Martez E. Mott, University of Washington [contact]
Jacob O. Wobbrock, University of Washington
Current Version 1.0.0
The Bubble Lens is a pointing facilitation technique that builds upon the Bubble Cursor by remedying the Bubble Cursor's poor performance around small, dense targets. Specifically, the Bubble Lens detects when the user is approaching a small, densely packed target and, as the user attempts to acquire this target, the cursor automatically magnifies into a circular lens, speeding the user's final stage of target acquisition. The automatic magnification is based on a technique called kinematic triggering that continually monitors a movement's velocity profile for the presence of certain events or conditions. In the case of the Bubble Lens, kinematic triggering fires the lens on the downslope of the first corrective movement in the velocity profile. In laboratory studies of random target-field pointing, the Bubble Lens was 10.2% faster and 37.9% more accurate than the Bubble Cursor.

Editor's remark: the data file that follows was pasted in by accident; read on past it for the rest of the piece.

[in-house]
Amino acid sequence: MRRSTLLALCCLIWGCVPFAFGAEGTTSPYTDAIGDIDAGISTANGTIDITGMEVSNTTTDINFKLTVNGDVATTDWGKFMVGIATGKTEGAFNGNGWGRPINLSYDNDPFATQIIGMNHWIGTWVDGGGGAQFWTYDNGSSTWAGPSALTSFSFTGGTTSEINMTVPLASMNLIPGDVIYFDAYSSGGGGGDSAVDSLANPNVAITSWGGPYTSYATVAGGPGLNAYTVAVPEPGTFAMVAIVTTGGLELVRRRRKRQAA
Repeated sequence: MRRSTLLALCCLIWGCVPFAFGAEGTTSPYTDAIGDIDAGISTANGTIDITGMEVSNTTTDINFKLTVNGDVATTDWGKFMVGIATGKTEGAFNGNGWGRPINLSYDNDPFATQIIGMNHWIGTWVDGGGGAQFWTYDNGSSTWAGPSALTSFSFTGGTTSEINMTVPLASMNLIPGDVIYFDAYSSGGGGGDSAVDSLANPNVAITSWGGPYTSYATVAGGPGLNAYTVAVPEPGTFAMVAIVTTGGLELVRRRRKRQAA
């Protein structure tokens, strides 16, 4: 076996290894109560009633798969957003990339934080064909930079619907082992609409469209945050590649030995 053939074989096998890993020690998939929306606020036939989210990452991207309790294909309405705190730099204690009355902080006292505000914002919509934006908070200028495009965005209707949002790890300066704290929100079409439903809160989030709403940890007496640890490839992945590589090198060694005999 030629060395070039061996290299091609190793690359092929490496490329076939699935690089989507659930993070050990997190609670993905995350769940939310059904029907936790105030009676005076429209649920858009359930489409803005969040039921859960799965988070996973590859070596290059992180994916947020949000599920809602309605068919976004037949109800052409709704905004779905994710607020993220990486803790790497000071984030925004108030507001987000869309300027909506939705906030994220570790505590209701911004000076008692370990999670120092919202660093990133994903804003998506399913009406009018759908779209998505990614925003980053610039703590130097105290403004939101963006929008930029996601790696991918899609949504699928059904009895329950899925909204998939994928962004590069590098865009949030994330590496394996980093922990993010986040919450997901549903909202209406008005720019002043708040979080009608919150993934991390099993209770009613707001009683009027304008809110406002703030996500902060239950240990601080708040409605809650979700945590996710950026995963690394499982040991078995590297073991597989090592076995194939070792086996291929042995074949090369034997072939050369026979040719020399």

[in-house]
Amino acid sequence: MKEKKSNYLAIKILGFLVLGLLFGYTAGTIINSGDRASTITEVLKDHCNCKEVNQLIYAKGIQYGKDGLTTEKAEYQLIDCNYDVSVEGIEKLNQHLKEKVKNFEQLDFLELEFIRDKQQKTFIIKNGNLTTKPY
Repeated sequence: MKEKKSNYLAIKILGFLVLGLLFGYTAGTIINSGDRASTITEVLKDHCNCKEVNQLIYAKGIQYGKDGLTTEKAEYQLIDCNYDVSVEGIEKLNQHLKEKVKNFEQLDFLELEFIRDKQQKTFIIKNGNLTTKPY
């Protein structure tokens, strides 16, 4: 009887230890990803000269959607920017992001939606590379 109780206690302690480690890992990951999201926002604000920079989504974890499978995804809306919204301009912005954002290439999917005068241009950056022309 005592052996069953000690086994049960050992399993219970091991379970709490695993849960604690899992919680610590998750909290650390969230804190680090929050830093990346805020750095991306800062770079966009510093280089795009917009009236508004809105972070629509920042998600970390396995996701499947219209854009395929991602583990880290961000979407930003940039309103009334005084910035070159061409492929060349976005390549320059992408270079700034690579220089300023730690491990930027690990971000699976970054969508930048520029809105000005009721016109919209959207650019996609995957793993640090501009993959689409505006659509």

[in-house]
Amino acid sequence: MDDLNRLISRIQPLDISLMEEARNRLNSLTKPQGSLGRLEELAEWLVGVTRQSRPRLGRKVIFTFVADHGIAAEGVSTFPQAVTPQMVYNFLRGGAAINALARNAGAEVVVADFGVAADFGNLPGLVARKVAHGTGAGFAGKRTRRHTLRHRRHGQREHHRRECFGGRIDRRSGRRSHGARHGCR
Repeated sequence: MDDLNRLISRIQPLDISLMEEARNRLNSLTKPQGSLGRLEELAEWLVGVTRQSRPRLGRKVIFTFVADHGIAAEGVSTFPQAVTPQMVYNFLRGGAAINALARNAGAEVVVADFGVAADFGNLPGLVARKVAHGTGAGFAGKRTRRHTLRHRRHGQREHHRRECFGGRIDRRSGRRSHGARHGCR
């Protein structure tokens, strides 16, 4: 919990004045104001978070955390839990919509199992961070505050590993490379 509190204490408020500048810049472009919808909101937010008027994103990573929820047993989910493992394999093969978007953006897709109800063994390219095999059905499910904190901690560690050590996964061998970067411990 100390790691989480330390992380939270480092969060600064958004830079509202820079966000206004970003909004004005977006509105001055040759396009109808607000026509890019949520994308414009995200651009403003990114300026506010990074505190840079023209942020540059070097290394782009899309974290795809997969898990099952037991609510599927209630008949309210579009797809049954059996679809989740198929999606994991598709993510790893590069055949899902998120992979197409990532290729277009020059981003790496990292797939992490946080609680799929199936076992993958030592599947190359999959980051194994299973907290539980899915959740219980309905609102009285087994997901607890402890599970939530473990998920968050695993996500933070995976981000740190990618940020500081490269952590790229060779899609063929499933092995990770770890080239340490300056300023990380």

Mott, M.E. and Wobbrock, J.O. (2014). Beating the bubble: Using kinematic triggering in the Bubble Lens for acquiring small, dense targets. Proceedings of the ACM Conference on Human Factors in Computing Systems (CHI '14). Toronto, Ontario (April 26-May 1, 2014). New York: ACM Press, pp. 733-742.
The Bubble Lens on YouTube.
This work was supported in part by the National Science Foundation under grant IIS-0952786. Any opinions, findings, conclusions or recommendations expressed in this work are those of the authors and do not necessarily reflect those of any supporter listed above.
Copyright © 2014 Jacob O. Wobbrock. All rights reserved.